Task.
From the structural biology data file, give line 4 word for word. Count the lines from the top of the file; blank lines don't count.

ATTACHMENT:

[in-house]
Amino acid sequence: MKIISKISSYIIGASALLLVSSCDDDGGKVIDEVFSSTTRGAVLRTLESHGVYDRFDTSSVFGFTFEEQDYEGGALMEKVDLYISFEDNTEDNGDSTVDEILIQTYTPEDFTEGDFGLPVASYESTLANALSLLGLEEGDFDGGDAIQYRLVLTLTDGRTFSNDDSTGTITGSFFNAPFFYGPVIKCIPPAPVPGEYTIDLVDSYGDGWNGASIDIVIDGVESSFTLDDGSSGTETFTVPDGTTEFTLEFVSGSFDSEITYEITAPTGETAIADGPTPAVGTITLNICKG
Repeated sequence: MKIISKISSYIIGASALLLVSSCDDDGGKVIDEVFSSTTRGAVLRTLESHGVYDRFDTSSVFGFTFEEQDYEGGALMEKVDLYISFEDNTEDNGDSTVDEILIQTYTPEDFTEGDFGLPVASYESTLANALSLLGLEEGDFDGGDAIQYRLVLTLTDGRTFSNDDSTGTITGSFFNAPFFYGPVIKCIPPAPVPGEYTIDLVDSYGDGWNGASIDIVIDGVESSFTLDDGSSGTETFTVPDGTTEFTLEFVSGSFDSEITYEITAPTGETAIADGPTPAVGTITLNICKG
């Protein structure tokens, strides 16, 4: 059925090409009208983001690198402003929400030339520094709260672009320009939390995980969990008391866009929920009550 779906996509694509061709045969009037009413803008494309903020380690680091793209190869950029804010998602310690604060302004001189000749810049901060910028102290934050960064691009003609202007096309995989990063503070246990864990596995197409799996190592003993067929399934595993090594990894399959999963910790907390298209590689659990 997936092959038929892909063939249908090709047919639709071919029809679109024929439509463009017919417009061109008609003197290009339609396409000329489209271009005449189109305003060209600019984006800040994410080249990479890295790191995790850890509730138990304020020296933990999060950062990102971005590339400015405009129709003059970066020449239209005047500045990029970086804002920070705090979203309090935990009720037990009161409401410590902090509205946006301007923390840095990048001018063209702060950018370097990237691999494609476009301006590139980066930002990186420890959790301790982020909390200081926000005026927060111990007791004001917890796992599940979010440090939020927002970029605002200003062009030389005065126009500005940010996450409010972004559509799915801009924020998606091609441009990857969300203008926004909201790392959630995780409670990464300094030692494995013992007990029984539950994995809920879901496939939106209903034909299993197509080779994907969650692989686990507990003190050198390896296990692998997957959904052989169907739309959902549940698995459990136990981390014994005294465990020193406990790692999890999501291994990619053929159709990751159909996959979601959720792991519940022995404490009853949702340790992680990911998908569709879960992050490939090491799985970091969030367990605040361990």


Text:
């Protein structure tokens, strides 16, 4: 059925090409009208983001690198402003929400030339520094709260672009320009939390995980969990008391866009929920009550 779906996509694509061709045969009037009413803008494309903020380690680091793209190869950029804010998602310690604060302004001189000749810049901060910028102290934050960064691009003609202007096309995989990063503070246990864990596995197409799996190592003993067929399934595993090594990894399959999963910790907390298209590689659990 997936092959038929892909063939249908090709047919639709071919029809679109024929439509463009017919417009061109008609003197290009339609396409000329489209271009005449189109305003060209600019984006800040994410080249990479890295790191995790850890509730138990304020020296933990999060950062990102971005590339400015405009129709003059970066020449239209005047500045990029970086804002920070705090979203309090935990009720037990009161409401410590902090509205946006301007923390840095990048001018063209702060950018370097990237691999494609476009301006590139980066930002990186420890959790301790982020909390200081926000005026927060111990007791004001917890796992599940979010440090939020927002970029605002200003062009030389005065126009500005940010996450409010972004559509799915801009924020998606091609441009990857969300203008926004909201790392959630995780409670990464300094030692494995013992007990029984539950994995809920879901496939939106209903034909299993197509080779994907969650692989686990507990003190050198390896296990692998997957959904052989169907739309959902549940698995459990136990981390014994005294465990020193406990790692999890999501291994990619053929159709990751159909996959979601959720792991519940022995404490009853949702340790992680990911998908569709879960992050490939090491799985970091969030367990605040361990």